§ The Gemara comments: It is taught in a baraita in accordance with the opinion of Rav Pappa: “And he shall do with the bull, as he did” (Leviticus 4:20); what is the meaning when the verse states: “With the bull”? It is clear that this verse is referring to the bull.

The baraita answers: Because it is stated with regard to the goats for an unwitting communal sin of idol worship: “And they have brought their offering, an offering made by fire to the Lord, and their sin offering before the Lord for their error” (Numbers 15:25), and this verse is interpreted as follows: “Their sin offering”; these are the goats for an unwitting communal sin of idol worship, alluded to in that passage. “Their error”; this is the bull for an unwitting communal sin, which is brought for an inadvertent transgression of the community. The juxtaposition of these offerings in the verse: “Their sin offering…for their error,” indicates that the Torah means to say: Their sin offering is for you like their error, i.e., all the portions consumed on the altar in the case of the bull for an unwitting communal sin are also burned on the altar in the case of the goats for an unwitting sin of idol worship.

The Gemara asks: With regard to the offering brought for their error, i.e., the bull for an unwitting communal sin, from where did you learn this halakha? Was it not via juxtaposition from the bull for an unwitting sin of the anointed priest, as the diaphragm and the two kidneys are not explicitly mentioned with regard to the bull for an unwitting communal sin? But this is difficult, as does a matter derived via juxtaposition again teach via juxtaposition?

Therefore, the verse states: “And he shall do with the bull, as he did with the bull for a sin offering” (Leviticus 4:20). With regard to the first instance of “with the bull,” this is the bull for an unwitting communal sin. And with regard to the second instance of “with the bull,” this is the bull for an unwitting sin of the anointed priest. Due to this juxtaposition, it is as though the burning of the diaphragm and the two kidneys was explicitly written with regard to the bull for an unwitting communal sin, and therefore the halakha can be taught by juxtaposition with regard to the goats for an unwitting sin of idol worship, as stated by Rav Pappa.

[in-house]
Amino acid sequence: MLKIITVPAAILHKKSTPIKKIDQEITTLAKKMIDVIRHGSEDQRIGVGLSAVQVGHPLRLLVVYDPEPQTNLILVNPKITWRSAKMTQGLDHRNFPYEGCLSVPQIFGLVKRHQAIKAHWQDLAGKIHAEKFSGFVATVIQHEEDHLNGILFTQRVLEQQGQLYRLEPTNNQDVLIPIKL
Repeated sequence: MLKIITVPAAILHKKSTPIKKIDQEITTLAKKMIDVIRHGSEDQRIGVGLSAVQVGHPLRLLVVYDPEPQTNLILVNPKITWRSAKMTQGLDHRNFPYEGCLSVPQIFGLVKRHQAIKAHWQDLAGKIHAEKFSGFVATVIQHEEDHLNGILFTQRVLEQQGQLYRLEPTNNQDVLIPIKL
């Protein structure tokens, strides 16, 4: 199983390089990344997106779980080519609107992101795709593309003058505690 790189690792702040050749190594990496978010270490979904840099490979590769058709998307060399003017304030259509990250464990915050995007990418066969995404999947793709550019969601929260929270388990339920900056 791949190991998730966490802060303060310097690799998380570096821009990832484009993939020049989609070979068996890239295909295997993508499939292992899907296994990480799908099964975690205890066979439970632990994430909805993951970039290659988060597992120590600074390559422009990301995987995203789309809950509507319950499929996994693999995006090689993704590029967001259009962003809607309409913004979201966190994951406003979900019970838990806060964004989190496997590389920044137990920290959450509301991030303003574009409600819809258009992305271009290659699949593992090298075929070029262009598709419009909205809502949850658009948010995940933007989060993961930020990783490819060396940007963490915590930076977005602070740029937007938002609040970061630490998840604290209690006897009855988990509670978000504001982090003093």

The Gemara analyzes the previous baraita. The Master said above: “Their sin offering,” these are the goats for an unwitting communal sin of idol worship, which are juxtaposed in this verse to the bull for an unwitting communal sin. The Gemara asks: But let the tanna derive this from the earlier verse stated with regard to the bull for an unwitting communal sin, as the Master said in the baraita cited earlier (39b): “A sin offering” (Leviticus 4:20), this serves to include the goats for an unwitting communal sin of idol worship. Rav Pappa said: This derivation was necessary, as if there were only the juxtaposition from Leviticus 4:20, it would enter your mind to say: This matter applies only to the acts of sprinkling, which are written with regard to the bull for an unwitting communal sin itself.

Talmud - Bavli - The William Davidson digital edition of the Koren No=C3=A9 Talmud
with commentary by Rabbi Adin Steinsaltz Even-Israel (CC-BY-NC 4.0)
אדם סלומון
© כל הזכויות שמורות לפורטל הדף היומי | אודות | צור קשר | הוספת תכנים | רשימת תפוצה | הקדשה | תרומות | תנאי שימוש באתר | מפת האתר